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Wolfgang Amadeus MOZART (1756-1791)
A Mozart Gala from the Salzburg Festival
Don Giovanni, K527: Overture [5:54]
Madamina, il catalogo č questo [6:10]
Dalla sua pace++ [5:26]
Mitridate, re di Ponto, K87: Nel grave tormento^ [5:09]
La clemenza di Tito, K621: Se all’imperio++ [5:33]
Parto, ma tu ben mio* [7:04]
Cosě fan tutte, K588 : Rivolgete a lui lo sguardo, K584+ [5:39]
Idomeneo, K366: Overture [5:10]
Se il padre perdei ^^ [6:40]
S’io non moro a questi accenti**/^^ [5:58]
D’Oreste, d’Aiace* [6:43]
Symphony No.38 in D, K504 ‘Prague’ [24:52]
*Anna Netrebko (soprano); **Magdalena Kožená (soprano); ^Patricia Petibon (soprano); ^^Ekaterina Siurina (soprano); +Thomas Hampson (baritone); ++Michael Schade (tenor), René Pape (bass); Anton Holzapfel (harpsichord);
Vienna Philharmonic Orchestra/Daniel Harding.
rec. Felsenreitschule, Salzburg Festival, 30 July 2006. NTSC Colour 16:9. PCM stereo/DTS 5.0. Region 0.
Titles in English, French, German, Italian, Spanish and Chinese.
DEUTSCHE GRAMMOPHON UNITEL 004400734430 [93:00] 


Experience Classicsonline

The 250th anniversary of Mozart’s birth followed too hard on the heels of the bicentenary of his death to be as fully celebrated as that earlier occasion. It brought us much less of a recording legacy, too, though what we have is not without its value – the present Gala recording being a case in point. As the notes in the booklet remind us, such events can often be tawdry affairs; such is emphatically not the case here. Had I been there on the night, I’m sure I’d have enjoyed it hugely and would have waited eagerly for this DVD to appear as a memento of the occasion, just as I’m sure that I’d have snapped up the DVD of the New Year’s Day Concert had I ever been fortunate enough to attend. The appeal of the DVD for the general music-lover is bound to be of a lower order. 

I’m not sure that video adds a great deal to our enjoyment, except, of course, in managing to contain on one disc what would inevitably have overflowed on CD or SACD. I note that a debate in The Times has opened up the issue of the extent to which the presence of cameras at several of the 2008 Proms and at the opening night of the Royal Opera House season interfered with the enjoyment of those in the audience.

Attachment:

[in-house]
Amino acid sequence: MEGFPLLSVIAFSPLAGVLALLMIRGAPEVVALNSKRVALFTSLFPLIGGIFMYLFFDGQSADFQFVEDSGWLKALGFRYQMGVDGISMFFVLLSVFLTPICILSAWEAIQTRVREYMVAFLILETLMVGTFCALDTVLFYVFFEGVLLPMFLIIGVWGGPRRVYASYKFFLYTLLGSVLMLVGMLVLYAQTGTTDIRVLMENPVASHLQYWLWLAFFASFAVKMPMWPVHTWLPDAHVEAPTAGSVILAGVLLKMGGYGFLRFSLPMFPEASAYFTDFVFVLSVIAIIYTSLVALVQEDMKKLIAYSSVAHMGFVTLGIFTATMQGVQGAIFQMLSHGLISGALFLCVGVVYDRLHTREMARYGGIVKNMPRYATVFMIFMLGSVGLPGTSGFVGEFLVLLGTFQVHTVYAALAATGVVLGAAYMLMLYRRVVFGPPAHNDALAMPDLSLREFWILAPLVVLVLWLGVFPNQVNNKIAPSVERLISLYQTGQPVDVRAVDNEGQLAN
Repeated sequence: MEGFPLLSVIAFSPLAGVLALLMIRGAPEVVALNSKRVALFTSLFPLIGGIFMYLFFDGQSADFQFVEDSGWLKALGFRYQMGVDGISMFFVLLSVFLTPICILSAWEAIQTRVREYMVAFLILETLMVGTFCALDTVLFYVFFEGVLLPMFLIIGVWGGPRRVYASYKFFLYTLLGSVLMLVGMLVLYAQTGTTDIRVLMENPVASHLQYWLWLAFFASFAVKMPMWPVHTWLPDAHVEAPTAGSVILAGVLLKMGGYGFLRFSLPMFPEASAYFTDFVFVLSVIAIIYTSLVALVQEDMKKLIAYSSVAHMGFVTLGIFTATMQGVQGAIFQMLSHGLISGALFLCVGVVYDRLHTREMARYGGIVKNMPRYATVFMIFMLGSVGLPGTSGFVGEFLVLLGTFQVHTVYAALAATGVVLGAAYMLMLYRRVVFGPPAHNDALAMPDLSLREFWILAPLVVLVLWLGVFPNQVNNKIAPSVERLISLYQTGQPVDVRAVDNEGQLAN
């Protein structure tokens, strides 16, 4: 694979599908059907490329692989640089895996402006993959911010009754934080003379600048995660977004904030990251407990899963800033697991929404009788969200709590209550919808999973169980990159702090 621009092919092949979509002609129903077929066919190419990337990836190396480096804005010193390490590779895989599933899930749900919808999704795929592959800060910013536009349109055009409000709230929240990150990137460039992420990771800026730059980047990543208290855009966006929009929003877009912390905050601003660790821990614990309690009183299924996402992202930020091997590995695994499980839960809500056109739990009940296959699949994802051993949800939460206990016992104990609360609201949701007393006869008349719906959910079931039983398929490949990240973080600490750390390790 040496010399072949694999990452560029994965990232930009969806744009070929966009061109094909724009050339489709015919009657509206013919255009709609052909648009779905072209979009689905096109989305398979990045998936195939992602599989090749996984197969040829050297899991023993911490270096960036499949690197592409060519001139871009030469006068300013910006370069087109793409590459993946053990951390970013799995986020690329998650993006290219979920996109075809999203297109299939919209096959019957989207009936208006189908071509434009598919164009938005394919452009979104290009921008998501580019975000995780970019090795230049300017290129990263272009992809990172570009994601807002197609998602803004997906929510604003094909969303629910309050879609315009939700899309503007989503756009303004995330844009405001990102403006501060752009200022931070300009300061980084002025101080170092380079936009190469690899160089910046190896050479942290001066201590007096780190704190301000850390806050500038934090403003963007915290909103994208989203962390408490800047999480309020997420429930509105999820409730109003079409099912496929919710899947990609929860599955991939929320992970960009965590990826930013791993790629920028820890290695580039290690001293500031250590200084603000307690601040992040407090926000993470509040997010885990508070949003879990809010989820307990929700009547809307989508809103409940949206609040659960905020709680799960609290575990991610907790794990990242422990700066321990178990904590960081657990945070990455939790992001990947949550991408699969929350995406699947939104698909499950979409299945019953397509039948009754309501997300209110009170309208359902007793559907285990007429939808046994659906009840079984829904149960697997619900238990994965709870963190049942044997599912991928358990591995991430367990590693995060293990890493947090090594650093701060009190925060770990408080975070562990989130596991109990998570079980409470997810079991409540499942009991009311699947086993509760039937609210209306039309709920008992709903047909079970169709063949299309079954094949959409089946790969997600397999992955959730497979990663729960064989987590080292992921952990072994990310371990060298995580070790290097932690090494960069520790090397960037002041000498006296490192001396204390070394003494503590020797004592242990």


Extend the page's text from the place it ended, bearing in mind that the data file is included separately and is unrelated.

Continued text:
At the same time, a parallel debate continues about the extent to which video can distort an opera by panning from one angle to another and showing detailed expressions which would be invisible in the hall. The Farao DVDs of Handel’s Rodelinda were spoiled for me by close-ups of sneering faces. (D108060 – see review.) There are some music DVDs which I can’t bear to watch – I have a DVD player wired into my audio system to hear them without the pictures. 

All of which is a lengthy prelude to my saying that, although there were details on this recording that became irksome with repetition – the walking-on of each soloist through an artificial shrubbery, for example, complete with visible terracotta pots – I didn’t on this occasion find the visual presentation too off-putting. I wasn’t too enamoured, however, of the floodlit monumental archway behind the orchestra, all too redolent of the Pearl & Dean commercials which used to grace the adverts in British cinemas, or the blue-sky background with distant trees. 

Too ‘busy’ a backdrop distracts from the listener’s attention, as is also the case with DVDs of the Viennese New Year’s concerts. It’s one thing to be in the Goldener Saal or the Felsenreitschule, quite another for them to be the backdrop to a broadcast or DVD. The actual picture quality is good – who needs blu-ray with DVD as good as this with hdmi up-scaling on HD television?

The performer credits are almost self-recommending, with a starry line-up of singers – for once, the blurb on the front about ‘seven outstanding Mozart singers’ gets it right – and an orchestra who could probably play Mozart in their sleep, all under the control of the up-and-coming British conductor Daniel Harding, who gets the entertainment off to a flying start with a performance of the Don Giovanni overture. 

The performance of the overture contains just the right mix of menace and lightness, though I found the close-up shots as disconcerting as I usually do. Do we really need to see, say, the timpani being whacked to know who is playing? Close-ups of individual performers are psychologically disconcerting because they are at odds with the static stereo or surround-sound stage. 

René Pape’s catalogue aria gets the vocal items off to a good start, too. It would surely be a show-stopper in a performance of the opera and fully deserves the encomium from Die Presse quoted on the DVD cover. He slightly misses the knowing little pause before Ma in Espagna ... which some singers employ effectively, but he is otherwise well into his role, albeit that most of the audience probably couldn’t see the lifted eyebrows and other facial expressions. The enthusiasm which he puts into his voice as he describes the various types of delectable femininity would certainly have been conveyed to the audience.